Studies say Australia is one of the world's worst illegal downloaders of shows such as Game of Thrones. So, in light of two recent court rulings, Australians are going to be that much more hard pressed to be catching up on their favorite shows in the near future.
Under the Federal Court ruling, telecommunication providers including the country's two biggest, Telstra and Optus, have been ordered to block a total of 59 websites and 127 domains. Each block costs providers around $50, a fee that is paid for by the companies filing for the suits.
42 out of 59 websites are being blocked by the order in favor of the entertainment company, Village Roadshow. For this case, the judge said the websites, especially those that come with tutorials on how to evade legal action, "reflect a blatant disregard for copyright owners."
The remaining 17 were blocked by the judge in favor of Australian cable company, Foxtel. Foxtel airs the TV show Game of Thrones, but due to the slightly pricey cable costs, most people just end up streaming or downloading pirated versions of the released episode, a phenomenon that no doubt falls heavily on the operator. So, their aggressive stance on the issue comes as no surprise.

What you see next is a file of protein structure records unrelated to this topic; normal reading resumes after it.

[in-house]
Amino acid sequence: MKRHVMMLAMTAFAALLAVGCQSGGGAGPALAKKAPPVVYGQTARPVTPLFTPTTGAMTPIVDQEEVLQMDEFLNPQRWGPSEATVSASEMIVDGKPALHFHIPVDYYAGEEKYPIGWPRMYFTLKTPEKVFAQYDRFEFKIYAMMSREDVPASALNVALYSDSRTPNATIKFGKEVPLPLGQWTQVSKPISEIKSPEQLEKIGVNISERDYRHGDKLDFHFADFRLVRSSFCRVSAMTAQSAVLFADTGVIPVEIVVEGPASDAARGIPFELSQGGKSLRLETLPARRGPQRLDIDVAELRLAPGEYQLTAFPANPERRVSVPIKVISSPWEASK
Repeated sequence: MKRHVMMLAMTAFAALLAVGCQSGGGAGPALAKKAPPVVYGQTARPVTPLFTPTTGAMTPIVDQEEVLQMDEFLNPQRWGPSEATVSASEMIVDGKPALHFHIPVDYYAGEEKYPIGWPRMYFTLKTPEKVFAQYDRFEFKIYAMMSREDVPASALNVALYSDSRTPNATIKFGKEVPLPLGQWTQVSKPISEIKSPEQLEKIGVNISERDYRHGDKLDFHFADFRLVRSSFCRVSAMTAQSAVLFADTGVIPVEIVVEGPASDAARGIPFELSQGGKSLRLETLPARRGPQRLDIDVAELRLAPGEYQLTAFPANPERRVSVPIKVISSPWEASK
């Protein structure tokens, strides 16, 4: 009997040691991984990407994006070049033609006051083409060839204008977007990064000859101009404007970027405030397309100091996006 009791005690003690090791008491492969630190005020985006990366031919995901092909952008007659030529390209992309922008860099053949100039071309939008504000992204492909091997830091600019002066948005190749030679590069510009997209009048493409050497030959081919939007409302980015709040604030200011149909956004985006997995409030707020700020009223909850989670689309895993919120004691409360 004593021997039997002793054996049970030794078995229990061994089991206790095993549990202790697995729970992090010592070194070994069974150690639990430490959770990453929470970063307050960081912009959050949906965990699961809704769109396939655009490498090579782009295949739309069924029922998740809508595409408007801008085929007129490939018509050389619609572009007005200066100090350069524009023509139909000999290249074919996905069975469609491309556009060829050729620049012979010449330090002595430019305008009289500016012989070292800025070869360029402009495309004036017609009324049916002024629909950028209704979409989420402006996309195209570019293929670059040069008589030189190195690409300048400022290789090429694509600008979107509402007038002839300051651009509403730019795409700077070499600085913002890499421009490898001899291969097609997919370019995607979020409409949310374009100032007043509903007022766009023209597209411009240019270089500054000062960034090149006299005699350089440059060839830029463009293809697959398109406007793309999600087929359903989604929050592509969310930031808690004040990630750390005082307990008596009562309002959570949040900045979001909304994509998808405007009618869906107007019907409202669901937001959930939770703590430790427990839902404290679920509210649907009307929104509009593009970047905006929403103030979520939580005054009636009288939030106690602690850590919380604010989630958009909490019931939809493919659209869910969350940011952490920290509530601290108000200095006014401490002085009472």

All telecoms and ISPs now have 15 days to comply -- once they're done, Australians won't be able to access a total of 65 pirate websites via typical means.
Trying to get rid of piracy is somewhat like playing a game of whack-a-mole: strike one down, three more mirror sites pop up in place. So, getting sites blocked in bulk might prove to be a far more effective way to uproot the problem than going after the big guns persistently. Additionally, the courts have warned that they’ll be targeting individual streamers next.
The steps taken could prove to be revolutionary for the entertainment industry that loses billions in revenues every year due to piracy, and Australian authorities are planning to capitalize fully on this opportunity with elaborate anti-piracy campaigns, ads, and movements.